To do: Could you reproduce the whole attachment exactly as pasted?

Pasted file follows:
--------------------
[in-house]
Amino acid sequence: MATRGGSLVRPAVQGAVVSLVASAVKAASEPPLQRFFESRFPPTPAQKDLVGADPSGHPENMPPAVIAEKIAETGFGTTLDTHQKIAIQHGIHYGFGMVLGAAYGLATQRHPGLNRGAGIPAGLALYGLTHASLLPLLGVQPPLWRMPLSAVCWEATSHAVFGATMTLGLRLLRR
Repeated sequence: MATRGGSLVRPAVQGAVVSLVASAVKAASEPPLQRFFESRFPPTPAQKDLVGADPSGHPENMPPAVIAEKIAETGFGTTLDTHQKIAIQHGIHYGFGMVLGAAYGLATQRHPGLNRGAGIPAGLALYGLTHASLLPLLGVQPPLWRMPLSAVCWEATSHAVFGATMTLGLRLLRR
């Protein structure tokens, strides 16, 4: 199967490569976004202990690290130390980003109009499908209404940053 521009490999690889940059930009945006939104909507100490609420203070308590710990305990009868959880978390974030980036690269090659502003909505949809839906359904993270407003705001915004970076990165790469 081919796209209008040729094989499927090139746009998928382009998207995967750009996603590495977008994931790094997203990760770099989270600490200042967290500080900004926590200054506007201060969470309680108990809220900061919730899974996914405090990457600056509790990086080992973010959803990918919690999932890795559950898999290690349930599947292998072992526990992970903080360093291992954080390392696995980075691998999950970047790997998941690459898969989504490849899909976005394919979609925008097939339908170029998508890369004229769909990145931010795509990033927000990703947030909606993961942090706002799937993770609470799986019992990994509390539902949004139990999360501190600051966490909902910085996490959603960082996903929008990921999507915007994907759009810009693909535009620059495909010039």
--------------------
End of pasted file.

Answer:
[in-house]
Amino acid sequence: MATRGGSLVRPAVQGAVVSLVASAVKAASEPPLQRFFESRFPPTPAQKDLVGADPSGHPENMPPAVIAEKIAETGFGTTLDTHQKIAIQHGIHYGFGMVLGAAYGLATQRHPGLNRGAGIPAGLALYGLTHASLLPLLGVQPPLWRMPLSAVCWEATSHAVFGATMTLGLRLLRR
Repeated sequence: MATRGGSLVRPAVQGAVVSLVASAVKAASEPPLQRFFESRFPPTPAQKDLVGADPSGHPENMPPAVIAEKIAETGFGTTLDTHQKIAIQHGIHYGFGMVLGAAYGLATQRHPGLNRGAGIPAGLALYGLTHASLLPLLGVQPPLWRMPLSAVCWEATSHAVFGATMTLGLRLLRR
């Protein structure tokens, strides 16, 4: 199967490569976004202990690290130390980003109009499908209404940053 521009490999690889940059930009945006939104909507100490609420203070308590710990305990009868959880978390974030980036690269090659502003909505949809839906359904993270407003705001915004970076990165790469 081919796209209008040729094989499927090139746009998928382009998207995967750009996603590495977008994931790094997203990760770099989270600490200042967290500080900004926590200054506007201060969470309680108990809220900061919730899974996914405090990457600056509790990086080992973010959803990918919690999932890795559950898999290690349930599947292998072992526990992970903080360093291992954080390392696995980075691998999950970047790997998941690459898969989504490849899909976005394919979609925008097939339908170029998508890369004229769909990145931010795509990033927000990703947030909606993961942090706002799937993770609470799986019992990994509390539902949004139990999360501190600051966490909902910085996490959603960082996903929008990921999507915007994907759009810009693909535009620059495909010039």